Ceilings are frequently boring and bland – painted white to blend in or disappear. "People think they are making a safe choice by painting a ceiling white. They think that will make it unnoticeable," says color consultant Jill Pilaroscia . "But if you have bold colored walls and a white ceiling, that's usually the first thing you see, because the eye is drawn to contrasts."
Homeowners and designers alike wouldn't dream of ignoring the floor of a room, even though it's partially hidden by furnishings and rugs. Yet the ceiling, which is almost always totally revealed, is often treated as an afterthought, sporting nothing more than a light texture and a coat of white paint. That's a shame because a ceiling can be one of the most definitive elements in a space, adding character, style and individuality.
In fact, in rooms where extensive design work is evident on walls, flooring and other surfaces, a plain ceiling isn't more than a missed opportunity. It's a glaring omission that will detract from an otherwise impressive package.
When white is right
While somewhat cliché, white ceilings are sometimes the best choice for a room. When paired with pale-hued walls, white ceilings do tend to disappear, keeping the attention focused on the room's wall coverings and furnishings. This is important if the ceiling has a lot of visible imperfections or is textured or patterned, which can make a successful paint job quite difficult. Plus, white is the most effective color for reflecting light back into the room, which is vitally important in rooms with few or no sources of natural light.
In a room with white walls, it might seem the only option for the ceiling is also white, but that's just not the case. Instead, consider using soft, nature-inspired colors – such as sky blue, sunset peach, blush pink, pearl gray, grass green and sunlight yellow – to give the room an airy, outdoor feeling. In addition, the light reflecting off such a pastel-hued ceiling will bathe the room in a soft, flattering glow. However, if you want to bring the ceiling down in a white-walled room, consider incorporating a little unexpected flair and drama by painting it a dark color such as navy, chocolate or charcoal. The sharp contrast between the light walls and dark ceiling can give the impression the ceiling – like a night sky – goes on forever.
Good reasons for matching walls with ceilings
Believe it: There are some very good reasons for painting your ceilings the same color as your walls. In a small room, a one-color treatment evokes a restful, soothing mood, which can be perfect for a bedroom or bath. In larger spaces, a one-color treatment can help encapsulate an area, focusing attention on the furnishings and accessories. And if a room is asymmetrical or has a vaulted or angled ceiling, continuing the wall color through the ceiling can simplify the shape and help unify the room.
Of course, you can always use the more standard technique of slightly whitening or diluting the wall paint for the ceilings. Since ceilings often appear in shadow, the resulting lighter shade color relates favorably to the wall color and creates the illusion of higher ceilings. For this technique, dilute the wall paint with white in a ratio of about 80 percent white to 20 percent wall color.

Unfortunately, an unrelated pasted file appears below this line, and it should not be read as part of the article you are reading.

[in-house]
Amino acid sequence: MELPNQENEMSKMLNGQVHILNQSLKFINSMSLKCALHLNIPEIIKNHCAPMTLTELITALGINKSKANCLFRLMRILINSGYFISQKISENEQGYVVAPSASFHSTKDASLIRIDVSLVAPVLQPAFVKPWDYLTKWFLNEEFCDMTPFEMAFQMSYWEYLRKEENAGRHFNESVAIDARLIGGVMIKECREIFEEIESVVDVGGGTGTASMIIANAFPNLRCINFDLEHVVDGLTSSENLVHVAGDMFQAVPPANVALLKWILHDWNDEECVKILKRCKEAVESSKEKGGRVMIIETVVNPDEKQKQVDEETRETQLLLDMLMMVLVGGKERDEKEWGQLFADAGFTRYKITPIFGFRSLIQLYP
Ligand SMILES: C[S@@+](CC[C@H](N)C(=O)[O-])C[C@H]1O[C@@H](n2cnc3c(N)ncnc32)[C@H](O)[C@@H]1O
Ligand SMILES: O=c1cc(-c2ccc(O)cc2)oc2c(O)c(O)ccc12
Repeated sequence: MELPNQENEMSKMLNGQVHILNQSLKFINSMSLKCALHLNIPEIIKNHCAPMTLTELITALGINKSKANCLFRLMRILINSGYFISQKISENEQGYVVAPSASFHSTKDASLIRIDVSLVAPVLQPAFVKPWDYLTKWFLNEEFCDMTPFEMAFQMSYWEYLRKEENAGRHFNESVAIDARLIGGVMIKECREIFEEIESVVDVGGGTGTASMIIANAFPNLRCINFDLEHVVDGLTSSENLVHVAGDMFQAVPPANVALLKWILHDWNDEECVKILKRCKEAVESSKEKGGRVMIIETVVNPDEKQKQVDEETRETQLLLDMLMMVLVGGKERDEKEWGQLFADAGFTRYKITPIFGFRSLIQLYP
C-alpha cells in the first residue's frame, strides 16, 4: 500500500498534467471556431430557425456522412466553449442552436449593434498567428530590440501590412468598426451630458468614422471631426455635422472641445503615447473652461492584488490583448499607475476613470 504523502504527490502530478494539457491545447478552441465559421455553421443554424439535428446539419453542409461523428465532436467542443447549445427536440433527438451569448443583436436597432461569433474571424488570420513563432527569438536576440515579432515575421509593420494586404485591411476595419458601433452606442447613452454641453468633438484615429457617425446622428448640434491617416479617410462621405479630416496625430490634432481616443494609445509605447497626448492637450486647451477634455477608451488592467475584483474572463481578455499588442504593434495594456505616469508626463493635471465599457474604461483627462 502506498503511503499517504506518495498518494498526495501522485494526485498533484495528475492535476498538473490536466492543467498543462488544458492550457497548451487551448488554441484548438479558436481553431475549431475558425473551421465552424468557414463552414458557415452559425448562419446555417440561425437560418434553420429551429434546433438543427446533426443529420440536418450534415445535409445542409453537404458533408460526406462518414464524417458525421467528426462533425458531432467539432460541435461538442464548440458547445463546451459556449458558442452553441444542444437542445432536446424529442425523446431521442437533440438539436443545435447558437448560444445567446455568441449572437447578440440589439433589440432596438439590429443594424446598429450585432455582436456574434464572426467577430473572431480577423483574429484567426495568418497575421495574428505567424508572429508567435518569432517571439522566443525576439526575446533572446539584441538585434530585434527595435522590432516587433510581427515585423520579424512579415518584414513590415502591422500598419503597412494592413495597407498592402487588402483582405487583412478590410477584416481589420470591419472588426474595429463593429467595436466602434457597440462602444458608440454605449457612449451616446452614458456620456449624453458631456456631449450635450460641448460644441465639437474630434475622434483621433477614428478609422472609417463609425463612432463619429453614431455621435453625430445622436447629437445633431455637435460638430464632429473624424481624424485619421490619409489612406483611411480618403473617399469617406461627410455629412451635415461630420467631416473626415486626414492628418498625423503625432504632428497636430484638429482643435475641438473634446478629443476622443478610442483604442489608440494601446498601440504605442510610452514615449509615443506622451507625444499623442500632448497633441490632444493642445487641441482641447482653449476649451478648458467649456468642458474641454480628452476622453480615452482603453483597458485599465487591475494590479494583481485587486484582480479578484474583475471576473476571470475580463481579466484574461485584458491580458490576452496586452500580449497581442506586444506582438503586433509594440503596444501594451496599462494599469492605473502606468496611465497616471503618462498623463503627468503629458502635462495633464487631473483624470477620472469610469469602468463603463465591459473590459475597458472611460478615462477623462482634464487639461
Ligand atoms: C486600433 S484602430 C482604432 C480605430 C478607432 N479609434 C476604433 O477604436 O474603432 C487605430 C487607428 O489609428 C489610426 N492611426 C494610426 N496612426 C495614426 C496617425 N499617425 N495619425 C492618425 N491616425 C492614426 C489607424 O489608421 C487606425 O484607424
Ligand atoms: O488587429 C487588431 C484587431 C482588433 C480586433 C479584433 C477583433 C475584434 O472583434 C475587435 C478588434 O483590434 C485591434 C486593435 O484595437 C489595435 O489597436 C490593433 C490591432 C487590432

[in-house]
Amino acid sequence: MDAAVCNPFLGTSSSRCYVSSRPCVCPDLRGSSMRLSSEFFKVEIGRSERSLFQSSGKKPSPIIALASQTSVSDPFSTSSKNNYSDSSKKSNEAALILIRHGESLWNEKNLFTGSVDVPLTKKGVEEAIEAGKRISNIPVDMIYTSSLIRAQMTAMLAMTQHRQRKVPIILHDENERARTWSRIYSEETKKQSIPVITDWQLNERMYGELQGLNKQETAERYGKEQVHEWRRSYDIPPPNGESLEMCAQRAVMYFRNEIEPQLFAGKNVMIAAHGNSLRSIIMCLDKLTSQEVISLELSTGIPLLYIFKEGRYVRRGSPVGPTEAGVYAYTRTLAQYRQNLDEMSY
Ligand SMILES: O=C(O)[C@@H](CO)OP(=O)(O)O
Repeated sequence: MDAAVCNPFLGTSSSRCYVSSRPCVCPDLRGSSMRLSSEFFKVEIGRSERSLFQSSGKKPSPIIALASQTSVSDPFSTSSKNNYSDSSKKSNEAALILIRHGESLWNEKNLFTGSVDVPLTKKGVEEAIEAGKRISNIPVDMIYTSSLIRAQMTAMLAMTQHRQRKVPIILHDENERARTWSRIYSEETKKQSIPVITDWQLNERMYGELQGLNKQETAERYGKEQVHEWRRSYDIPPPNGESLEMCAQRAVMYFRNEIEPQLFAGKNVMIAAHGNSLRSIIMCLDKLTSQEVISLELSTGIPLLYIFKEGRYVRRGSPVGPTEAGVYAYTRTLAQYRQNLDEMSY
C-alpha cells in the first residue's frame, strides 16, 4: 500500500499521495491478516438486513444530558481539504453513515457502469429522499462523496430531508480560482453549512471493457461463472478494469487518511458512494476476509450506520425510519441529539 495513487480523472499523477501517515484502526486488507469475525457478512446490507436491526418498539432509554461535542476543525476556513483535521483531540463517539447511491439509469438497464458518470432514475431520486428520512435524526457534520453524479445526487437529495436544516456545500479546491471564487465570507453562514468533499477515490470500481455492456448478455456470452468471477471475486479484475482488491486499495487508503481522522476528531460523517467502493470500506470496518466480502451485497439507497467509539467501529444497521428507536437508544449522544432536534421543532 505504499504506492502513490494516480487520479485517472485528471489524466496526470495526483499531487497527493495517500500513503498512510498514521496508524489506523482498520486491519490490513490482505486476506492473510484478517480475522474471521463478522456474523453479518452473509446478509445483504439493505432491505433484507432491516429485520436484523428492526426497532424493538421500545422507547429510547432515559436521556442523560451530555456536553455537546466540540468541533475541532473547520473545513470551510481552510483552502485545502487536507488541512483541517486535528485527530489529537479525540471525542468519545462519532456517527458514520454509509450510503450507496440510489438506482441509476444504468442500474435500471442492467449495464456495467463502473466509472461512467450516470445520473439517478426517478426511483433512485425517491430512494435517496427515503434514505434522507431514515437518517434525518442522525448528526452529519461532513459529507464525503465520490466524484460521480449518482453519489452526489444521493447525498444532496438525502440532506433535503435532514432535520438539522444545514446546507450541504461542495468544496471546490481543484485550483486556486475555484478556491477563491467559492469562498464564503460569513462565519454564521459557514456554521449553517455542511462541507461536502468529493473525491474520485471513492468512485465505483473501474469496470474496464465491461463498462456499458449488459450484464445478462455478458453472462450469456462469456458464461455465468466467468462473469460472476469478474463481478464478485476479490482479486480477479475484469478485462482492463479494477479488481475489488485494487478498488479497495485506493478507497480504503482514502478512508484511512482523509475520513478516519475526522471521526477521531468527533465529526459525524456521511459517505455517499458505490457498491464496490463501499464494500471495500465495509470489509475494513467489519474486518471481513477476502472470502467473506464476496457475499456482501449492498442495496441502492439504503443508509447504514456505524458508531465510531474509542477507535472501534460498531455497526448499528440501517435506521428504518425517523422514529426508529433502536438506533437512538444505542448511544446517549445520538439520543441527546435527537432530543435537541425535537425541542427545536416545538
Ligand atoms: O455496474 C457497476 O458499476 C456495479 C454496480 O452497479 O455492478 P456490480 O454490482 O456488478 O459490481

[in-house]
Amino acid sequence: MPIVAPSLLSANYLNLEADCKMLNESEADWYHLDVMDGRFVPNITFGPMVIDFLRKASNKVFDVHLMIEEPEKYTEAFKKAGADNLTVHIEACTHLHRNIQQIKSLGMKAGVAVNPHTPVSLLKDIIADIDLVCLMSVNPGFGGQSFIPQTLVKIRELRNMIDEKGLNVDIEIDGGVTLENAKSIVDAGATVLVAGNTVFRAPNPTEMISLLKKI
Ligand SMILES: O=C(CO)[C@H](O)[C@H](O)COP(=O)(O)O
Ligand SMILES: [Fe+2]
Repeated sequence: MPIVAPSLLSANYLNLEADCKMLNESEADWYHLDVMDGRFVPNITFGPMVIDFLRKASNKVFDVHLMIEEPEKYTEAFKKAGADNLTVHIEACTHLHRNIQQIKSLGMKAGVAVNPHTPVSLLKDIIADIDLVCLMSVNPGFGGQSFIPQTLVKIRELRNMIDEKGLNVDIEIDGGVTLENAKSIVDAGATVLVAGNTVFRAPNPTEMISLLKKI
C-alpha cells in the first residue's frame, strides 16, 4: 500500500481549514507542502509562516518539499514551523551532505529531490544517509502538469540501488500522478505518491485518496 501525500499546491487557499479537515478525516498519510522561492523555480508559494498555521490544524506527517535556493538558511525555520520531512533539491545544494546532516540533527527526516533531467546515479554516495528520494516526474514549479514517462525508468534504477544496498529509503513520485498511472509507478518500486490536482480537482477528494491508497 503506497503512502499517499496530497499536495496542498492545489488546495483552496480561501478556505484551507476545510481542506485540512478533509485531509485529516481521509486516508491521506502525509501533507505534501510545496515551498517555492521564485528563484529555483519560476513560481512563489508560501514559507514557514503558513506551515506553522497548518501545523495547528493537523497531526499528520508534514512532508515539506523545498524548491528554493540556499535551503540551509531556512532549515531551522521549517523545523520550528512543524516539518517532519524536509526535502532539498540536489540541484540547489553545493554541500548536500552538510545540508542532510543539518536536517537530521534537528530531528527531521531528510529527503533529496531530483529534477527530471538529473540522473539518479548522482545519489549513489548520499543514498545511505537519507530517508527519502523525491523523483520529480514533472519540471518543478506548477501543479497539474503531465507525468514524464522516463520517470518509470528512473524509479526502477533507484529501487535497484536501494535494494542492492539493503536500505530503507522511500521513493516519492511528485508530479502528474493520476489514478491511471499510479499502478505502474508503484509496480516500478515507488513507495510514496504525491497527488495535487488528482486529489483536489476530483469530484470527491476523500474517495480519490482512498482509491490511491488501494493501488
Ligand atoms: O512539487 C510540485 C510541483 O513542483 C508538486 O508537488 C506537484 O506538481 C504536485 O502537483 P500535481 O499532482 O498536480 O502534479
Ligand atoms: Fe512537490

Whether painting the ceiling the same color as the walls or a lighter tint, use the same paint sheen throughout to maintain a sense of cohesiveness.
Grand ceilings of the past
In the 19th century, the design of a home's ceiling was a measure of the homeowner's affluence. The grandest ceilings soared to towering heights and were accented with ornate custom plaster or wooden moldings – with coverings that included gold leaf and even old-world frescos. While some of these ceiling décor options may be unrealistic or prohibitively expensive for today's spaces, they do provide some great inspiration for creating striking and unique looks.
Architect Dennis Wedlick highlights such architectural design ideas for ceilings in his book Good House Parts, which showcases some beautiful examples of coffers, beams and other ceiling treatments.
Hiding while highlighting
If the ceiling has flaws, adding decorative elements can actually help hide them.
- Use false beams to mask electrical wires or patched cracks.
- Cover an ugly ceiling with lattice, bead board panels or wainscoting. The panels can be stained or painted depending on the style you want to create.
- Use tin panels to cover flaws and add reflected light. They come in a variety of colors and finishes including brass, copper, chrome, tin, antique pewter and antique copper. If the real thing is too pricey, consider faux tin ceiling tiles made from recycled paper.
- Hide ceiling damage with wallpaper. A heavily embossed wallpaper in a small geometric pattern (avoid large floral patterns as they can be overwhelming) can add an old-world flavor to a room.
- Tented or shirred fabric can also be used to hide flaking or cracking ceiling plaster while giving the room a cozy, intimate feel.
Ceilings don't have to be boring or ignored. By adding a little style to the ceiling, you're not only enhancing the décor of the room, you're giving everyone a reason to look up.